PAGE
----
Abolition of slavery in Turkey.
Adoption of measures against slavery in Africa at the Berlin Conference.
Abolition of slavery in Cuba.
Effective abolition of slavery in Brazil.
Brussels conference and General Act on the slave trade and slavery in Africa.
Abolition of slavery in Korea.
Abolition of slavery in Madagascar.
Anti-slavery congress in Paris.
Abolition of slavery in Kenya.
Abolition of slavery in China.
In Morocco, systematic emancipation of all runaway slave.
Abolition of slavery in Afghanistan.
Geneva Convention of the Society of Nations condemning slavery and ratified by 44 countries. Abolition of slavery in Nepal.
Abolition of slavery in Iran.
Convention on forced labor by the International Labor Office.
Abolition of slavery in Bahrain.
Abolition of slavery in Ethiopia.
Adoption of the Article 4 of the Universal Declaration of Human Rights by the United Nations was confirmed during the 1956 Convention.
Abolition of slavery in Kuwait. United Nations Convention on the repression of human trafficking and sexual exploitation.
Abolition of slavery in Qatar.
Adoption by the United Nations of the Supplementary Convention on the Abolition of Slavery, the Slave Trade and Institutions and Practices similar to Slavery.
Convention on the abolition of forced labor by the International Labor Organization.
Abolition of slavery in Saudi Arabia and Yemen.
Abolition of slavery in Oman.
Creation of the United Nation work group on contemporary forms of slavery in the framework of the Human Rights Commission.
Abolition of slavery in Mauritania.
Adoption of the Convention on the Rights of the Child by the United Nations.
Abolition of slavery in Pakistan.
Launch of the UNESCO program « The Slave Route ».
First European Union communication on human trafficking.
Coming into force of the International Labor Organization’s Convention 182 on the
« banning of the worst forms of child labor ».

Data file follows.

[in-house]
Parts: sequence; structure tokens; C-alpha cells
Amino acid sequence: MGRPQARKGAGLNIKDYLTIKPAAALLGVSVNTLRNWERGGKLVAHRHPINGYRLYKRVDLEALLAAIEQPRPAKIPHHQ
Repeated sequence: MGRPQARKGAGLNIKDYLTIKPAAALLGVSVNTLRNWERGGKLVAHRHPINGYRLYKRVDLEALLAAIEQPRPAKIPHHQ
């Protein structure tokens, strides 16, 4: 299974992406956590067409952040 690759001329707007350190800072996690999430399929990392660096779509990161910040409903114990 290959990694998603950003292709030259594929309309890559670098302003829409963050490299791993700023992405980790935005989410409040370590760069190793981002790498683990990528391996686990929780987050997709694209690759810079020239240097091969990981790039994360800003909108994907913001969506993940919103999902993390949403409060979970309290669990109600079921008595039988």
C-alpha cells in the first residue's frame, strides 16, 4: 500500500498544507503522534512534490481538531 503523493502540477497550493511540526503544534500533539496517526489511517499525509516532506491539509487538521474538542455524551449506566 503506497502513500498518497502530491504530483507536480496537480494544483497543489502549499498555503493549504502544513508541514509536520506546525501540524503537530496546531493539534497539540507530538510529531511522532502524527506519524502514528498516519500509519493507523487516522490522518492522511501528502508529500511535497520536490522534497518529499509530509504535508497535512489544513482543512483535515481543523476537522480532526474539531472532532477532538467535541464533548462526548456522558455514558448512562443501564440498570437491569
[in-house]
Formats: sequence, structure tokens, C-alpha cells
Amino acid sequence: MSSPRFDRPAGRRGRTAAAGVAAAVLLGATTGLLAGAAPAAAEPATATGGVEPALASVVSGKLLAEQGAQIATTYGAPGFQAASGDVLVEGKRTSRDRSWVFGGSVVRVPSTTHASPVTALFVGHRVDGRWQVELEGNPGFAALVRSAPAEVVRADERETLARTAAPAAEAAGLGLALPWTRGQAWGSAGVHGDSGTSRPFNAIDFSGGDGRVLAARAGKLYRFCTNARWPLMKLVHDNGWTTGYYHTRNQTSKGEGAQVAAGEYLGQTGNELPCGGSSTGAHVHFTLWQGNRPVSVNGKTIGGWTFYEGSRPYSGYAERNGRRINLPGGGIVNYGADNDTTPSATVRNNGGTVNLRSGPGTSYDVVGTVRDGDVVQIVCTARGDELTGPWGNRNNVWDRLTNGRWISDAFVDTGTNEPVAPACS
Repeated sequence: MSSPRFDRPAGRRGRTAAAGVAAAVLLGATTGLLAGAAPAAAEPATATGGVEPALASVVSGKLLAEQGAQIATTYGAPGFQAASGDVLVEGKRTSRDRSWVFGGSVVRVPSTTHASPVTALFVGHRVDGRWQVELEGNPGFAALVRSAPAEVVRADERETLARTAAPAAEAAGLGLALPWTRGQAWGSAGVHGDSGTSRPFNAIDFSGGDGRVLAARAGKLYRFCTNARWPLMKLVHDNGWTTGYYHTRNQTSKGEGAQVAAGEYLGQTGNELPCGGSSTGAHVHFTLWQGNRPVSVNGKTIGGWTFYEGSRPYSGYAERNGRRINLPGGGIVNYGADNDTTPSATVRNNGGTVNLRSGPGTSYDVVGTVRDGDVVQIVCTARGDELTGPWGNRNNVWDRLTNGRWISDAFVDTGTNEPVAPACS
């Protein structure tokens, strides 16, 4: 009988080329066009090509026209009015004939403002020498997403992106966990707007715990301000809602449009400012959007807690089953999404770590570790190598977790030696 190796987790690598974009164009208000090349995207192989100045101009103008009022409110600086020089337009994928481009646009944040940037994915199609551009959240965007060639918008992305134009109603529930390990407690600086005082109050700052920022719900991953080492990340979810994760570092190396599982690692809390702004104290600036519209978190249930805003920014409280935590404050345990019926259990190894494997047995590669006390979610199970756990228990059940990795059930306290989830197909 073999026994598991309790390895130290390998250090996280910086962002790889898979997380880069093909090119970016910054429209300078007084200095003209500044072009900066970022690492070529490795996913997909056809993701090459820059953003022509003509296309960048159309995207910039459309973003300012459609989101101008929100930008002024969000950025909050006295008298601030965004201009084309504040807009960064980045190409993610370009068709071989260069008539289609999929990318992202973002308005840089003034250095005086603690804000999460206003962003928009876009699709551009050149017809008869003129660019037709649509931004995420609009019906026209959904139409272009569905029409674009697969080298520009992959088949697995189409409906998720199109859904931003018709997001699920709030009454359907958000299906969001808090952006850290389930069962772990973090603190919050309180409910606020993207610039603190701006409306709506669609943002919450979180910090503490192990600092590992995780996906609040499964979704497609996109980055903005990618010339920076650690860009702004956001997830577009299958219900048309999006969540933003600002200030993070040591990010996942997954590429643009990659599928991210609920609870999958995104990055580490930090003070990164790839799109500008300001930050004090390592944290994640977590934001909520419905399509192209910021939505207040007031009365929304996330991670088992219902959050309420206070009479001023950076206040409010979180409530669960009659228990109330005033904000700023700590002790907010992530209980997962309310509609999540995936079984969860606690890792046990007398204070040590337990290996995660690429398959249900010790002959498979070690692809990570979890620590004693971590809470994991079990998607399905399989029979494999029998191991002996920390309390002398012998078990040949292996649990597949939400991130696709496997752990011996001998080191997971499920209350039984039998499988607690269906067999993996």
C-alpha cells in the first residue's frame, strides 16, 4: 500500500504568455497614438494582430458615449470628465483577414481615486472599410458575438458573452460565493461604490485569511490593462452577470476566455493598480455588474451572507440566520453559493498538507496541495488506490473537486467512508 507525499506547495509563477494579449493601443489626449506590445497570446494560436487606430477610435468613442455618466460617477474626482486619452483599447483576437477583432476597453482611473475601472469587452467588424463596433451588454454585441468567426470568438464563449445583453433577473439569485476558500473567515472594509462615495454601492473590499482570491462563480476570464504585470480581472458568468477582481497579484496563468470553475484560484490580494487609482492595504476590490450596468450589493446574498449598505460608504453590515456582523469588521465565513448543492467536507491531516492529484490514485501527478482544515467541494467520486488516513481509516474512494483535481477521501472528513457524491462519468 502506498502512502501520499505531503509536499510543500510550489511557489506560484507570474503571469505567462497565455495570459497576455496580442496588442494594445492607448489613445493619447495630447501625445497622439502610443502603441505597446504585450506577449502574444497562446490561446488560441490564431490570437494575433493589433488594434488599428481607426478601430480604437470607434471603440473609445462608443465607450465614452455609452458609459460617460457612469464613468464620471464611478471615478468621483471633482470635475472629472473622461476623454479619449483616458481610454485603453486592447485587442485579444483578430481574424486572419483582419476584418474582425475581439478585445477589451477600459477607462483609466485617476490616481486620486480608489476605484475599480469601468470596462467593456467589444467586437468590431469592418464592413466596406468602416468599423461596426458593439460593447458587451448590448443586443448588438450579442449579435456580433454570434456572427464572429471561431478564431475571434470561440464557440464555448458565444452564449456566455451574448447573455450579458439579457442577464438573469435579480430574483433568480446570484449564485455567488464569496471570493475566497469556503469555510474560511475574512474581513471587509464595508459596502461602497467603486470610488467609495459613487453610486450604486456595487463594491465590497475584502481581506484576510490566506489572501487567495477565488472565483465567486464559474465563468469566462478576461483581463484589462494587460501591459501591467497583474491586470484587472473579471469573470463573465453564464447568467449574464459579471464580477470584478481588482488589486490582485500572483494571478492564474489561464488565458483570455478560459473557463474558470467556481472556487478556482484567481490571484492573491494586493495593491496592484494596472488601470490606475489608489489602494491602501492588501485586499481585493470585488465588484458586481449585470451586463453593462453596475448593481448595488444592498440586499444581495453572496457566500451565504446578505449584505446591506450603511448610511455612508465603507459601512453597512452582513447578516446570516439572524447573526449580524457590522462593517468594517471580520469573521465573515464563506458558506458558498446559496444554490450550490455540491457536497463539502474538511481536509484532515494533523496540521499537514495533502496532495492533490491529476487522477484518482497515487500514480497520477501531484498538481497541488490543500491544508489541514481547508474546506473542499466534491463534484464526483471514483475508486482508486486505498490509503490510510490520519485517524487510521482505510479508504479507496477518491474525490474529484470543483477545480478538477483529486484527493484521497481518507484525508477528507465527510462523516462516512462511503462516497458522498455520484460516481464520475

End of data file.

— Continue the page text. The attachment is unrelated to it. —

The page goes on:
LThe Charter of Fundamental Rights of the European Union banned slavery, forced labor and human trafficking.
French Law voted on May 21, 2001 recognizing the slave trade and slavery as crimes against humanity. The global UN Conference against racism, racial discrimination, xenophobia and associated forms of intolerance (Durban, South Africa) recognized « slavery and the transatlantic slave trade as a crime against humanity ».
Adoption by the French Parliament of a law against human trafficking.
International year to commemorate the Struggle against Slavery and its Abolition (United Nations).
December 2, International Day for the Abolition of Slavery.
Declaration by the Secretary General of the United Nations, Ban Ki-Moon : « The slave trade was abolished formally 200 years ago, but this flagrant human rights violation persists, fueled by a continuing lack of respect for the dignity of human beings, a denial of their humanity and desperate poverty ».
The United Nations and the International Labor Organization estimate that contemporary slavery and forced labor involve 200 to 250 million people, of whom a large number are children. Given the lack of precise statistics due to the unlawful character of these crimes, it can be assumed that the phenomenon is actually more widespread.